How to Find That Perfect Domain Name

December 1, 2011 by  Filed under: Domain 

You are starting up a new venture or launching  a new brand or product, or just want to do more business online, right? So you will need a new domain name to do this. And since instant credibility, and over 90% of all internet traffic goes to names that end that’s what you want. It’s the king of the hill and will be for a very long time.

With 135 million domains registered it’s a daunting task to find an effective name. It seems like every name you want has been taken! Most people throw in the towel too early and settle for a long hard to remember name, or one with an inferior domain by ending in .info, .cc, .biz or .co.

That’s like opening up a new retail store with the main entrance in a back alley, not the street with all the traffic! Now, you wouldn’t do that for a new store, so don’t do it for your domain name.

Here are some tips on finding that website domain name and avoiding some huge pitfalls.

First make a list of short, easy to names and try them in or another name registrar. Yes they’ll probably show up as unavailable, but check to see if the website is live. If it is live, how is it being used? It could still possibly be made available to you. If your potential name is not currently being used, then look on the most popular aftermarket sites such as to see if it is listed as being for sale. A few thousand dollars may seem a lot to invest in a name, but think of it as the paying for the sign above your store. You wouldn’t stick up something illegible or confusing to save a bit of money.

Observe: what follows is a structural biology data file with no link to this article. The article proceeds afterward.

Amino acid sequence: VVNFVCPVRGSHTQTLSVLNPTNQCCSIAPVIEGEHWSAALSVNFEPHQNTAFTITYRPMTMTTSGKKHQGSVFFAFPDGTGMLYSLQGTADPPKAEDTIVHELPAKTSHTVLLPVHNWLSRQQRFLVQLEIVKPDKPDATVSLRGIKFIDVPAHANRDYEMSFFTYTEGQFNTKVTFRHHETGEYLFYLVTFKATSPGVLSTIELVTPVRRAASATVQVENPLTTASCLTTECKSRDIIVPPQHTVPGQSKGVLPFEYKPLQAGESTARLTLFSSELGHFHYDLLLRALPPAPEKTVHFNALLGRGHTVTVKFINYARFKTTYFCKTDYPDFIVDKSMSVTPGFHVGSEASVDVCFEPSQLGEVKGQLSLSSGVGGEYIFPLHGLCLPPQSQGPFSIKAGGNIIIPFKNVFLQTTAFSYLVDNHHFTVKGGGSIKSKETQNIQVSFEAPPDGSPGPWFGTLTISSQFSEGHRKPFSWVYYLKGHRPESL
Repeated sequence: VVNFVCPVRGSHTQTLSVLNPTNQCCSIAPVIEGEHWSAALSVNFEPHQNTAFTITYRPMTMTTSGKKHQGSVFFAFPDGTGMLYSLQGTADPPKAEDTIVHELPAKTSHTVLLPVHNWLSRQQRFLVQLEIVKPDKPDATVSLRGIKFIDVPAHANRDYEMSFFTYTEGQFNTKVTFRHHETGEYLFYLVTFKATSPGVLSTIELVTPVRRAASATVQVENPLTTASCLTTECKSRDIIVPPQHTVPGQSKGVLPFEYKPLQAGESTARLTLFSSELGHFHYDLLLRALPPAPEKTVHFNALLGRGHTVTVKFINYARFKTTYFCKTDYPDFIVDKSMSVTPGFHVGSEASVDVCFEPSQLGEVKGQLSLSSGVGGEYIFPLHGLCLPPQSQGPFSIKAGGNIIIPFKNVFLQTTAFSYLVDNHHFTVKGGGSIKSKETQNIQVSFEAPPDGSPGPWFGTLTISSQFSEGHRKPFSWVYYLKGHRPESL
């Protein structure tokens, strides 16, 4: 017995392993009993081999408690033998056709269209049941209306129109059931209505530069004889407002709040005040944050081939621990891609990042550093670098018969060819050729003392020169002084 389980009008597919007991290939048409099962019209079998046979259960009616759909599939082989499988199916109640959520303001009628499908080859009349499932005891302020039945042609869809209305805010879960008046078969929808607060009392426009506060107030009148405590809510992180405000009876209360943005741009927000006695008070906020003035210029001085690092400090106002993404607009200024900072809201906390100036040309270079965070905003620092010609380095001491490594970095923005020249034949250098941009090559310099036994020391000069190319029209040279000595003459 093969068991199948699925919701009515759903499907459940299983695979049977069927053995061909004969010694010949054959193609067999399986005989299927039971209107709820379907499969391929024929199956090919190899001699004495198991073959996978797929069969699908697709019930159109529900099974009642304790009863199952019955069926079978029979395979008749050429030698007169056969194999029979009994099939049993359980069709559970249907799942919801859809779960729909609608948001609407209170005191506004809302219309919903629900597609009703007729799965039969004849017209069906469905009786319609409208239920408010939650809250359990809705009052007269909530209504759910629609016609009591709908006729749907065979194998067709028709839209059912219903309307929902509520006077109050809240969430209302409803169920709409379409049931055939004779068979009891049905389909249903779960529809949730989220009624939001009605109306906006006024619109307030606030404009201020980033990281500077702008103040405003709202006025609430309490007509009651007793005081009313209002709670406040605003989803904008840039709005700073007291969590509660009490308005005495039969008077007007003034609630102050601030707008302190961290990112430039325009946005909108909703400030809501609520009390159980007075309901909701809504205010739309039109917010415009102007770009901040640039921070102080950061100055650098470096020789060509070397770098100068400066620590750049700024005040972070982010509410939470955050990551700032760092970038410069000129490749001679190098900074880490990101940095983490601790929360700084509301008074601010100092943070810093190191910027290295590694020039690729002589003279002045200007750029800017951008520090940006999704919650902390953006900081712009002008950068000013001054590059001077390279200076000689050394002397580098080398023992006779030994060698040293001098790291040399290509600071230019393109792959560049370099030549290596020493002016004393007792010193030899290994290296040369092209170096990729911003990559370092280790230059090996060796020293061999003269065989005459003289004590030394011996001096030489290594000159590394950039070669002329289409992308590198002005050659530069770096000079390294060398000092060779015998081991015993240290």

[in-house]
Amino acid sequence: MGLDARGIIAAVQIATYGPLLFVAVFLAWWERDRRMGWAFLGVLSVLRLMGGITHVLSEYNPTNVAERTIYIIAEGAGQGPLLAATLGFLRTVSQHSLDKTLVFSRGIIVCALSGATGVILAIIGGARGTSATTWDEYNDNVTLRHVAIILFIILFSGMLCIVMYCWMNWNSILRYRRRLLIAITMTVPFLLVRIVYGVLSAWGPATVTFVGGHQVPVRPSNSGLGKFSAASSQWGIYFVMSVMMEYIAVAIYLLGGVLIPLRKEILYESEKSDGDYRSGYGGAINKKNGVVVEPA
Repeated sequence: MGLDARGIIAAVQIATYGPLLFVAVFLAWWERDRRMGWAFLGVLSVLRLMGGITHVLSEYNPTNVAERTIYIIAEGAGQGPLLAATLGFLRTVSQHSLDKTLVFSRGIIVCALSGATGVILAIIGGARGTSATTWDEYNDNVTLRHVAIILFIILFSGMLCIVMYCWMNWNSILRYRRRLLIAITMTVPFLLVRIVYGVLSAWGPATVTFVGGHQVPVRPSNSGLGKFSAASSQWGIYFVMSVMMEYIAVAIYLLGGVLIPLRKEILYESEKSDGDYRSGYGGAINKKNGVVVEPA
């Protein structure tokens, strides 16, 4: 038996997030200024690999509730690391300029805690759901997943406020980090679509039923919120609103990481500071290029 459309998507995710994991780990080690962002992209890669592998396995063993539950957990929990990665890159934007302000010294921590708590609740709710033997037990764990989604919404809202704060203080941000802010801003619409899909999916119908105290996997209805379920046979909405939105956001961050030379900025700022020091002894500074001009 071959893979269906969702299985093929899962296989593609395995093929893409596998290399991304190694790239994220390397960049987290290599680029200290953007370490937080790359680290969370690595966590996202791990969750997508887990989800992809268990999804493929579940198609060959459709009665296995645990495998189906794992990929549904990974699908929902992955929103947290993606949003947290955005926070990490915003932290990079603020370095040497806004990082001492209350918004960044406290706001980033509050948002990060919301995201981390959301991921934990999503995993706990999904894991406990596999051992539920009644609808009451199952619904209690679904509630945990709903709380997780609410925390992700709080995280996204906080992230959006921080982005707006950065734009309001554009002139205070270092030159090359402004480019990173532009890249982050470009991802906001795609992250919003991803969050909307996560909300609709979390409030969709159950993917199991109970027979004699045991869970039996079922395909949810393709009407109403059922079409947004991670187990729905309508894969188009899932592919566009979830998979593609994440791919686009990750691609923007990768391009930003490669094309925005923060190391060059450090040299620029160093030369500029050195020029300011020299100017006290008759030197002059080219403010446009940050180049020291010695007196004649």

Here are a few ways to make it easier to find one available by messing with the spelling:

– add a suffix like -ster, or -able, or -ize or -eez or  -ful. So travel becomes travelster or travelize.
– drop a vowel or add a double consonant at the end or beginning. So dig becomes Digg or baker becomes bakr.
– use a hyphen. So that cookbooks becomes cook-books
– change similar sounding letters, z for s for example so that cruise becomes cruize, or eggs becomes eggz. Same goes for f from ph, x for cs, etc.

Avoid at all costs, a long name. A name that’s over 15 letters is too easily misspelled and hard to remember. If you were opening up a consulting company in New York, rather than you would be better off with a unique aftermarket name like . Also you should check that no misspelling or separation can prove embarrassing like which could also be the

Finally check to see if your name infringes on someone’s similar business, trade or service mark. Locate the trademark search engine for your country and do a simple search. Also once you get that domain name, buy any other lower, .org, .us extensions, and the plural or singular of your name so on one can camp on your success with a me-too.

So perseverance will pay off when it comes to selecting that all-important .com name, and a bit of thinking outside the box will help a lot!

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